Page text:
Point-based registration for image-guided neurosurgery has become the industry standard. While the use of intrinsic
points is appealing because of its retrospective nature, affixing extrinsic objects to the head prior to scanning has
been demonstrated to provide much more accurate registrations. Points of reference between image space and
physical space are called fiducials. The extrinsic objects which generate those points are fiducial markers. The
markers can be broken down into two classifications: skin-mounted and bone-implanted. Each has distinct
advantages and disadvantages. Skin-mounted fiducials require simply sticking them on the patient in locations
suggested by the manufacturer, however, they can move with tractions placed on the skin, fall off and perhaps the
most dangerous problem, they can be replaced by the patient. Bone implanted markers being rigidly affixed to the
skull do not present such problems. However, a minor surgical intervention (analogous to dental work) must be
performed to implant the markers prior to surgery. Therefore marker type and use has become a decision point for
image-guided surgery. We have performed a series of experiments in an attempt to better quantify aspects of the two
types of markers so that better informed decisions can be made. We have created a phantom composed of a full-size
plastic skull [Wards Scientific Supply] with a 500 ml bag of saline placed in the brain cavity. The skull was then
sealed. A skin mimicking material, DragonSkinTM [SmoothOn Company] was painted onto the surface and allowed
to dry. Skin mounted fiducials [Medtronic-SNT] and bone-implanted markers [Z-Kat]were placed on the phantom.
In addition, three additional bone-implanted markers were placed (two on the base of the skull and one in the eye
socket for use as targets). The markers were imaged in CT and 4 MRI sequences (T1-weighted, T2 weighted, SPGR,
and a functional series.) The markers were also located in physical space using an Optotrak 3020 [Northern Digital
Inc]. Registrations between image space and physical space were performed and fiducial and target registration
errors were determined. Finally the 5 bone-implanted makers which penetrated the skin were removed and a traction
equivalent to 25% of the weight of the average human head was applied to the “skin” surface. Target and fiducial
registrations were again performed.
Patient-specific mapping of point based cardiac data to a segmented heart surface requires accurate point-to-surface registration. The hypothesis is that anatomical movement that occurs between electrophysiological (E-P) data and cardiac image acquisition causes the pulmonary veins to have different orientations relative to the heart. We propose a piecewise registration of the atria and veins to produce a more accurate matching of these data sets. We developed phantoms and simulated clinical data accounting for noise and motion to demonstrate the robustness of the point-to-surface registration algorithm. Then three sets of patient data were used to evaluate rigid and piecewise registration, totaling three left atria and eight pulmonary veins. Analysis using the Student’s t-test showed the overall average chamfer distance for the three patients was significantly lower with piecewise registration compared to global rigid registration (p-values = 0.01, 0.05, 0.10). Visual analysis of the global and piecewise registered points confirms the importance of considering the plasticity and locomotion generally inherent in dynamic biological systems when attempting to match data sets acquired from such systems.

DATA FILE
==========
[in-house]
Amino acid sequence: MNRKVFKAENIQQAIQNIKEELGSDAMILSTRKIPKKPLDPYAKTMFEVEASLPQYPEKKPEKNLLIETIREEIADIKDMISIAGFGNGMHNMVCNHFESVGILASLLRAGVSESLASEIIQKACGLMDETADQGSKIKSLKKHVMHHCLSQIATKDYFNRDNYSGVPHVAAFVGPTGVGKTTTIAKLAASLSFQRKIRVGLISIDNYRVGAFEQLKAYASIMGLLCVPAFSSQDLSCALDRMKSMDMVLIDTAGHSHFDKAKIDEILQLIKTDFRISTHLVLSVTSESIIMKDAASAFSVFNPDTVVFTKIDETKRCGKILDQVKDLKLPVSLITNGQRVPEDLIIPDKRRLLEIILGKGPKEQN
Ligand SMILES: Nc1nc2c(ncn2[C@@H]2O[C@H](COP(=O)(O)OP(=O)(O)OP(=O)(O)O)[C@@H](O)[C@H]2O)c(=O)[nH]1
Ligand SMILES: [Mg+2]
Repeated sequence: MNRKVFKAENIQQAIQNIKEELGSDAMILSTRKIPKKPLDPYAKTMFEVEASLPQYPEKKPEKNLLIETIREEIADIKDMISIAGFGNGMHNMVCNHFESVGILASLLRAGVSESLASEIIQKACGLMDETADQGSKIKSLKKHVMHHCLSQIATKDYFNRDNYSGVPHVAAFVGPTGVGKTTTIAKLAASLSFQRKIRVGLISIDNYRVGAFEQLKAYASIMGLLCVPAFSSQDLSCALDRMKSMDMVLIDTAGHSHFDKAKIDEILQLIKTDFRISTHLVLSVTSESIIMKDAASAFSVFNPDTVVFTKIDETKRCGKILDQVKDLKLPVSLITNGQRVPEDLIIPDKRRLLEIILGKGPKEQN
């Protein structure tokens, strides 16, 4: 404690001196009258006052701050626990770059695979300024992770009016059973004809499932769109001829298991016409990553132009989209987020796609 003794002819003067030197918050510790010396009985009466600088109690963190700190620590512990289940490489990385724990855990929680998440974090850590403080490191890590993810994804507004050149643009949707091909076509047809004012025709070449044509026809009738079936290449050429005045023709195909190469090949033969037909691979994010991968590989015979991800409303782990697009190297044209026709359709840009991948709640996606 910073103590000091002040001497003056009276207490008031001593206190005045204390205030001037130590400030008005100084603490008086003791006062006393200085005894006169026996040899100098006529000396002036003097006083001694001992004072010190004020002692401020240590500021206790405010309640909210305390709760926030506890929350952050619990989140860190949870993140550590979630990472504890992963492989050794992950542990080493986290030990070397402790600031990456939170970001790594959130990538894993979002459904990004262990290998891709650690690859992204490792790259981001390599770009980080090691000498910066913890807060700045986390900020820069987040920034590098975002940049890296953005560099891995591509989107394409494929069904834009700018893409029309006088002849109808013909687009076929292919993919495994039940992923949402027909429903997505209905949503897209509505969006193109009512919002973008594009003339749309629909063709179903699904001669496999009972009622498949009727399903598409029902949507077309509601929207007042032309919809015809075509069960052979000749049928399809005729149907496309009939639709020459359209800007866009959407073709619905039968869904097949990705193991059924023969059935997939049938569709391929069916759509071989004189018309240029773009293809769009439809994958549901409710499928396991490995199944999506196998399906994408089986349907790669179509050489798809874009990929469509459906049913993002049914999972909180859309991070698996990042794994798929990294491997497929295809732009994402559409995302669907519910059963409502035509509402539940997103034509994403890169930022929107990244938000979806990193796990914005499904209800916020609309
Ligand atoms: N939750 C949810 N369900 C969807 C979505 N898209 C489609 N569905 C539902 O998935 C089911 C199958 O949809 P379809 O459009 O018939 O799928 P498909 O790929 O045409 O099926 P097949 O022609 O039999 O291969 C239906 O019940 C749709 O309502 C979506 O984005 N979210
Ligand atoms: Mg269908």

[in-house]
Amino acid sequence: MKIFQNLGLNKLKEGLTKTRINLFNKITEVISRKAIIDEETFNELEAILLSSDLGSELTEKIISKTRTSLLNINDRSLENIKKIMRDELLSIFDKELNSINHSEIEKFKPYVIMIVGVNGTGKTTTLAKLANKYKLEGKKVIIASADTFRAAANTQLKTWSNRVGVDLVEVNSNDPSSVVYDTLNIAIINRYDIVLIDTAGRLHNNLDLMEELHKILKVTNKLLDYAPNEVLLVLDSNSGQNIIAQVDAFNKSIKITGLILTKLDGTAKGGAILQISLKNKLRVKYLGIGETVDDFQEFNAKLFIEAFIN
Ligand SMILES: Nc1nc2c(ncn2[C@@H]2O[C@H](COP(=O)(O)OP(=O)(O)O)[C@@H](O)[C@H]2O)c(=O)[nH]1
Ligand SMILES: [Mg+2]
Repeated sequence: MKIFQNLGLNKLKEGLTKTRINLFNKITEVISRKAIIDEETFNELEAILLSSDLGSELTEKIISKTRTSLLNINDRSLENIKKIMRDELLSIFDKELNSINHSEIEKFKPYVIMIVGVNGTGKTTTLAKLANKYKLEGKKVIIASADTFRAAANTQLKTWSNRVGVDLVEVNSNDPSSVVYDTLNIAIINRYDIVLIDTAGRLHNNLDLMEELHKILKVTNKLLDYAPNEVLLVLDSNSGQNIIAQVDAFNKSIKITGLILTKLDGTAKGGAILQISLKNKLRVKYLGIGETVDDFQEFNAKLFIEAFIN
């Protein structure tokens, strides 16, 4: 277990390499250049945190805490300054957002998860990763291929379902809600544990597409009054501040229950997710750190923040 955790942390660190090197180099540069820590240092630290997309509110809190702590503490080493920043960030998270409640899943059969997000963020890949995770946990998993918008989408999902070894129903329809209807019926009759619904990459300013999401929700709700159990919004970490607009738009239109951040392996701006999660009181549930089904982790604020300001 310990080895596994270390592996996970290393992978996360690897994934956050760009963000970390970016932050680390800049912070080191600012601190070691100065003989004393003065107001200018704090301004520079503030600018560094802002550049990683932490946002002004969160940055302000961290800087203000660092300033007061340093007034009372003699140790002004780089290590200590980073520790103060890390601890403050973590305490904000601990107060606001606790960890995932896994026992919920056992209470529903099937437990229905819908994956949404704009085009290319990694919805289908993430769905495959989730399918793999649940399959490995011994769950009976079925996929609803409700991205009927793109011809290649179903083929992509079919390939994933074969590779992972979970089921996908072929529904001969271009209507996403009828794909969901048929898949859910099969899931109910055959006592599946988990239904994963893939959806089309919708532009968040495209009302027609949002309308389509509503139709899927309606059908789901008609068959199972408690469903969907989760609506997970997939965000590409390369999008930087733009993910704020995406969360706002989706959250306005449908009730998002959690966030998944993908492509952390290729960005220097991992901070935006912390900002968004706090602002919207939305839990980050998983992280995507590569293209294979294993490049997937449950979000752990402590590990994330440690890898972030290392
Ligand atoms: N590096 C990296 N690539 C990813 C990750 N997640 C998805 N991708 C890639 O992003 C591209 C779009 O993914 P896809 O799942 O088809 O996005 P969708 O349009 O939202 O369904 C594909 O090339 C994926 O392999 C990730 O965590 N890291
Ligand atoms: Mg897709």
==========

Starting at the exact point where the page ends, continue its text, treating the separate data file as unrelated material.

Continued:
Delivery of gene therapy by injection remains governed by a limited diffusion distance. We propose the use of image-guidance to increase the accuracy of delivery, allowing for multiple delivery locations within the tumor. An outcome based approach to validation was developed. We have developed a series of optically tracked devices including an optically tracked syringe used for gene therapy delivery. Experiments were designed to quantify the accuracy in recording known points (fiducial localization error) and delivering a substance to a target within a phantom. The second experiment required the design of a rigid structure with mounted fiducials capable of securely holding an apple. This apparatus was CT scanned and targets in the apple we recorded and inserted in the images. The tracked syringe was guided to the target and a small amount of barium was injected. The apparatus was then re-imaged and the distal points of injections were determined. The mounted fiducials allow the two image sets to be registered and the distance between the targets and injection points to be calculated. This experiment was also performed on a rat carcass. The apple possesses no intrinsic traits possible to help guided the syringe to a known location, thus the validation process remains blind to the user.